In the future, hydrogen fuel cell cars will also be able to provide energy for houses and offices. These cars run on electricity which is produced from a hydrogen fuel cell. If the vehicle is not moving, the fuel cell can also produce electricity, providing power to many homes. Recently, Hyundai presented the IX35 FCEV in the Netherlands; one of these cars has been donated to TU Delft's The Green Village for research purposes. Researchers want to investigate the efficiency and technology of power supply in fuel cell cars.
Fuel cell cars can provide a more efficient and cleaner means of transport. A fuel cell car is an electric car with a fuel cell which produces electricity from hydrogen and oxygen. Cars are usually only used 5% of the time. The rest of the time, it is in the car park. If the car is parked, the fuel cell can still produce electricity. This electricity can be uses in homes and offices. Fuel cell cars have two very useful (and clean) by-products: water and heat.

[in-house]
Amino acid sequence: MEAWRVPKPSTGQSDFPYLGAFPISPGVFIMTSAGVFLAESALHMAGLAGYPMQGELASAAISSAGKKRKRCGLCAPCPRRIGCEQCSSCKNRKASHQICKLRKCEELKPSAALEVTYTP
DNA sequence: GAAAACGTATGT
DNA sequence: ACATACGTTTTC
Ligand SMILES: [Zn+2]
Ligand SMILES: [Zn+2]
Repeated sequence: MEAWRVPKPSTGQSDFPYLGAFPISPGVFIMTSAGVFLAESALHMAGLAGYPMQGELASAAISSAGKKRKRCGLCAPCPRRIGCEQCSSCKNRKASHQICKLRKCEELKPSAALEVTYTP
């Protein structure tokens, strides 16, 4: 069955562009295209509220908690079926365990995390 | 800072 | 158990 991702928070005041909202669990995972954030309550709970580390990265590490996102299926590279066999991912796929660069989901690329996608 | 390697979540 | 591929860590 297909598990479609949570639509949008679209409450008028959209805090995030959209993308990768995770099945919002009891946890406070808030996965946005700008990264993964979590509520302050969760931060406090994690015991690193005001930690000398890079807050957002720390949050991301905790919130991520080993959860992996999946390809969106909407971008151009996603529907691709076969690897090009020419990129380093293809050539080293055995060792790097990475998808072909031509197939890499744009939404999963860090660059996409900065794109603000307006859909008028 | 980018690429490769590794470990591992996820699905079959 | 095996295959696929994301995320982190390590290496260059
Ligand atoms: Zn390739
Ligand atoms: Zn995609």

Most cars run on petrol, diesel or gas. These motors are not very energy-efficient – somewhere between 25 and 40% – and they generate CO2 emissions. That is why many car manufacturers are developing alternatives, such as the fuel cell car. Fuel cell can achieve electricity efficiencies of 40-45% using hydrogen obtained from gas. This is more efficient than the current methods of electricity production.
The Car as Power Plant
In the Car as Power Plant project, the TU Delft is investigating how to optimize all the processes involved in the use of these cars and the production of energy using hydrogen fuel cells. From the production of hydrogen to setting up pumps at gas stations, from improving the life span and value of the fuel cell to connecting the cars to the grid. The TU Delft is collaborating with partners such as GasTerra, Q-Park, Stedin, CNG net, RDW, Bovemij, Shell, and HyTruck. Last year, the university received a grant from the NWO's Uncertainty Reduction in Sorrow Energy Systems program (URSES). GasTerra financed the fuel cell car.